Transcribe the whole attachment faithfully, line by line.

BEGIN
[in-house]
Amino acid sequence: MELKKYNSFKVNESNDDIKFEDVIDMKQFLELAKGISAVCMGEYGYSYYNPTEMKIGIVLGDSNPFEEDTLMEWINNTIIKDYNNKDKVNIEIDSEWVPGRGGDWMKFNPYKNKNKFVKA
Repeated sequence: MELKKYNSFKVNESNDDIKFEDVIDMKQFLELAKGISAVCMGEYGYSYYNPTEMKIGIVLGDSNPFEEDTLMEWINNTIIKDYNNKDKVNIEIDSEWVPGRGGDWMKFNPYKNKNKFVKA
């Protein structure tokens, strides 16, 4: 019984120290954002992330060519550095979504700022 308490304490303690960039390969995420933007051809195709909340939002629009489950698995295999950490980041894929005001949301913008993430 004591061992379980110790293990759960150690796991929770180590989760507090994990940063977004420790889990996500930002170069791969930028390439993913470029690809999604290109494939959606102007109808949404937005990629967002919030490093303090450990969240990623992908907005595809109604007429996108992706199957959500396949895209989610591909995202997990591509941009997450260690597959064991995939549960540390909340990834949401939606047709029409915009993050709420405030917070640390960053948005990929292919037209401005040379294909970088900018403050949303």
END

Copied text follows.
[in-house]
Amino acid sequence: MELKKYNSFKVNESNDDIKFEDVIDMKQFLELAKGISAVCMGEYGYSYYNPTEMKIGIVLGDSNPFEEDTLMEWINNTIIKDYNNKDKVNIEIDSEWVPGRGGDWMKFNPYKNKNKFVKA
Repeated sequence: MELKKYNSFKVNESNDDIKFEDVIDMKQFLELAKGISAVCMGEYGYSYYNPTEMKIGIVLGDSNPFEEDTLMEWINNTIIKDYNNKDKVNIEIDSEWVPGRGGDWMKFNPYKNKNKFVKA
């Protein structure tokens, strides 16, 4: 019984120290954002992330060519550095979504700022 308490304490303690960039390969995420933007051809195709909340939002629009489950698995295999950490980041894929005001949301913008993430 004591061992379980110790293990759960150690796991929770180590989760507090994990940063977004420790889990996500930002170069791969930028390439993913470029690809999604290109494939959606102007109808949404937005990629967002919030490093303090450990969240990623992908907005595809109604007429996108992706199957959500396949895209989610591909995202997990591509941009997450260690597959064991995939549960540390909340990834949401939606047709029409915009993050709420405030917070640390960053948005990929292919037209401005040379294909970088900018403050949303």